John Deere Research Paper

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“And on the 8th day, God looked down on his planned paradise and said, "I need a caretaker." So God made a farmer.” Agriculture has provided food for the U.S. for hundreds of years and at one time was one of America's main industries. When someone hears the term farm or farmer, they think of all kinds of livestock , crops and a tractor. But, that is not what the term farm or farmer really means in today's world of grain, hog, cattle, sheep, chicken, horse , and many other types of farms. Rarely do you find what most people think of a farm. In the winter of 1957-1958 two brothers that dairy farmed in Minnesota, looking for more horsepower, built a lime green 4x4 tractor out of truck parts. Later in the 1970s they became known as Steiger …show more content…

Some tractor brands were still around but they were owned by another company; and other brands faded out totally. There are a few short line companies running today such as; Kubota and Kioti, but only John Deere, CNH, and AGCO remains of the original eight from the 1960s (Gustafson 10). However, for the last 50 years John Deere has managed to stay green and not be bought out. Only did they add a short line company every now and the such as Frontier equipment (Gustafson 11). AGCO is at the top of the list for consolidations. It started with a management buyout in 1990 of Deutz Allis from KHD. After that, AGCO was making and selling farm machinery under the GLEANER and AGCO ALLIS names. It started as a less than $300 million in annual sales business and escalated to a $6 billion in annual sales business and has lasted for over 15 years (Gustafson 15). AGCO bought WHITE- NEW IDEA in 93 for their planter , hay equipment, and manure spreaders. Also in 93, AGCO bought Massey-Ferguson North American distribution rights. Which broadened AGCOs American dealership network by 1000or more dealerships (Gustafson 16). In 94 AGCO bought an …show more content…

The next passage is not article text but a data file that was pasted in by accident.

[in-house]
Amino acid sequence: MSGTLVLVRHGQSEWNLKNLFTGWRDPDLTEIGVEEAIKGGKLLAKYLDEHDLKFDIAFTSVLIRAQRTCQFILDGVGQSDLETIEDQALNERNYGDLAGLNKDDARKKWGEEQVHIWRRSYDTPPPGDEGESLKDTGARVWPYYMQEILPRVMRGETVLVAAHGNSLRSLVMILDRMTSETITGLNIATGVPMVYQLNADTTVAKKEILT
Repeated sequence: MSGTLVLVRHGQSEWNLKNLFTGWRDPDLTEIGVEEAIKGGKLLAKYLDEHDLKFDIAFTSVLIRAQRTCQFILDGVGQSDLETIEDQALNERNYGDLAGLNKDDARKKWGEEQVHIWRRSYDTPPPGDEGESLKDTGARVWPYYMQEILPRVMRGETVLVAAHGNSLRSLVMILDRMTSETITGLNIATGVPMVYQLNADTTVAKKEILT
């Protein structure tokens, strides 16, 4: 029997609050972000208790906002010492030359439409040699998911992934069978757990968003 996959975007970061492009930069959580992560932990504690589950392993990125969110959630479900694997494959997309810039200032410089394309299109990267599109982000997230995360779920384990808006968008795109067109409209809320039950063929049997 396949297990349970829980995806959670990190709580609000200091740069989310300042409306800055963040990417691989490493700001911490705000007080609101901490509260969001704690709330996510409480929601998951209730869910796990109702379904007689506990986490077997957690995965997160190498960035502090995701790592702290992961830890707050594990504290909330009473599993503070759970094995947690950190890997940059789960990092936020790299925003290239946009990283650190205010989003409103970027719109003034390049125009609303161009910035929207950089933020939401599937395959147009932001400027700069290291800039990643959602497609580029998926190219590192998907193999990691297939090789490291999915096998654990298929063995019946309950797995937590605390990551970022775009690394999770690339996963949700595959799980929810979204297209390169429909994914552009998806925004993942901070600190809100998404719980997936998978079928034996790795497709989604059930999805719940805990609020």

(“Historical” 60). In 1954, there were more tractors on farms than horses or mules to do the work for the first time in history (“Historical” 62).By the Mid 50s most farms had a tractor, a truck, a self propelled combine, a 14 ft drill, a 10 ft plow, and a 12 ft cultivator; therefore, with this amount of technology, it took about 6 ½ hours of labor to make 100 bushels of wheat, which was 4 acres (“Historical” 63). Anhydrous ammonia was becoming a more popular source of nitrogen to boost corn yields, this was during the late 50s (“Historical” 64). By 1960, 25.8 people was what one farmer supplied in the U.S. (“Historical”67). To make 100 bushels or 3 acres of wheat in 1965, it required about 5 hrs of labor, a tractor, a 14 ft self propelled combine, a truck, a 12 ft plow, and a 14 ft drill (“Historical” 68). By the 1970s, No-Till agriculture had came about and was being used heavily (“Historical” 71). One farmer provided for 47.7 people in the U.S. by 1970 (“Historical” 72). In 1975 a tractor, a truck, a 30 ft sweep disk, a 27 ft drill, and a 22 ftt self propelled combine could produce 3 acres or 100 bushels of wheat with 3 ¾ hours of labor. To make 100 bushels of corn, 1 ⅛ acres, with a few trucks, a 12 ft self propelled combine, a tractor with a 5-btm plow, a 20 ft tandem disk, a planter, and a 20 ft sprayer it required 3 ⅓ labor hours (“Historical” 74). In the 1980s more and more farmers were using no-till or

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